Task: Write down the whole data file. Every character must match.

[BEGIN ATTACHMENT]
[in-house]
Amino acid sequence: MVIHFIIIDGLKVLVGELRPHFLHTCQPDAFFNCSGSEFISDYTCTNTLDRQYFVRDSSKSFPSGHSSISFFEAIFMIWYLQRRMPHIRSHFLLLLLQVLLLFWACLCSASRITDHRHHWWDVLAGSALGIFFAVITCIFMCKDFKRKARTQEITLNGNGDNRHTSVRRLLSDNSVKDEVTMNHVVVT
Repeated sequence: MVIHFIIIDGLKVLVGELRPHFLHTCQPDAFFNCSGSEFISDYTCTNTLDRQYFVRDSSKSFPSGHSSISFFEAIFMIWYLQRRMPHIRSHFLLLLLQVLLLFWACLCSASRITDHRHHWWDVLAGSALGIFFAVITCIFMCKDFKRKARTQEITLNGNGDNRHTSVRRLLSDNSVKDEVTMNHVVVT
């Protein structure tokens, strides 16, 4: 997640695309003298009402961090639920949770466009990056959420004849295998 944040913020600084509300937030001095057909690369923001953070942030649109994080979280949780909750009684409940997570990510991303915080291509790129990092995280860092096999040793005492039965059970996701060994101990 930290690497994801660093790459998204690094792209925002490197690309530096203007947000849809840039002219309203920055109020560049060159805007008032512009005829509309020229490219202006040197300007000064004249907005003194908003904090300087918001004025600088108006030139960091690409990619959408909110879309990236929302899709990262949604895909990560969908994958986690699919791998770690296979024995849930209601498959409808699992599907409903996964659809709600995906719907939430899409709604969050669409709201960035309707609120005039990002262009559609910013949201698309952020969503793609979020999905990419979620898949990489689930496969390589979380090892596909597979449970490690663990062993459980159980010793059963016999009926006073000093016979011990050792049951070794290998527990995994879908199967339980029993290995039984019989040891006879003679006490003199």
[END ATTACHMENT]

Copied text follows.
[in-house]
Amino acid sequence: MVIHFIIIDGLKVLVGELRPHFLHTCQPDAFFNCSGSEFISDYTCTNTLDRQYFVRDSSKSFPSGHSSISFFEAIFMIWYLQRRMPHIRSHFLLLLLQVLLLFWACLCSASRITDHRHHWWDVLAGSALGIFFAVITCIFMCKDFKRKARTQEITLNGNGDNRHTSVRRLLSDNSVKDEVTMNHVVVT
Repeated sequence: MVIHFIIIDGLKVLVGELRPHFLHTCQPDAFFNCSGSEFISDYTCTNTLDRQYFVRDSSKSFPSGHSSISFFEAIFMIWYLQRRMPHIRSHFLLLLLQVLLLFWACLCSASRITDHRHHWWDVLAGSALGIFFAVITCIFMCKDFKRKARTQEITLNGNGDNRHTSVRRLLSDNSVKDEVTMNHVVVT
């Protein structure tokens, strides 16, 4: 997640695309003298009402961090639920949770466009990056959420004849295998 944040913020600084509300937030001095057909690369923001953070942030649109994080979280949780909750009684409940997570990510991303915080291509790129990092995280860092096999040793005492039965059970996701060994101990 930290690497994801660093790459998204690094792209925002490197690309530096203007947000849809840039002219309203920055109020560049060159805007008032512009005829509309020229490219202006040197300007000064004249907005003194908003904090300087918001004025600088108006030139960091690409990619959408909110879309990236929302899709990262949604895909990560969908994958986690699919791998770690296979024995849930209601498959409808699992599907409903996964659809709600995906719907939430899409709604969050669409709201960035309707609120005039990002262009559609910013949201698309952020969503793609979020999905990419979620898949990489689930496969390589979380090892596909597979449970490690663990062993459980159980010793059963016999009926006073000093016979011990050792049951070794290998527990995994879908199967339980029993290995039984019989040891006879003679006490003199």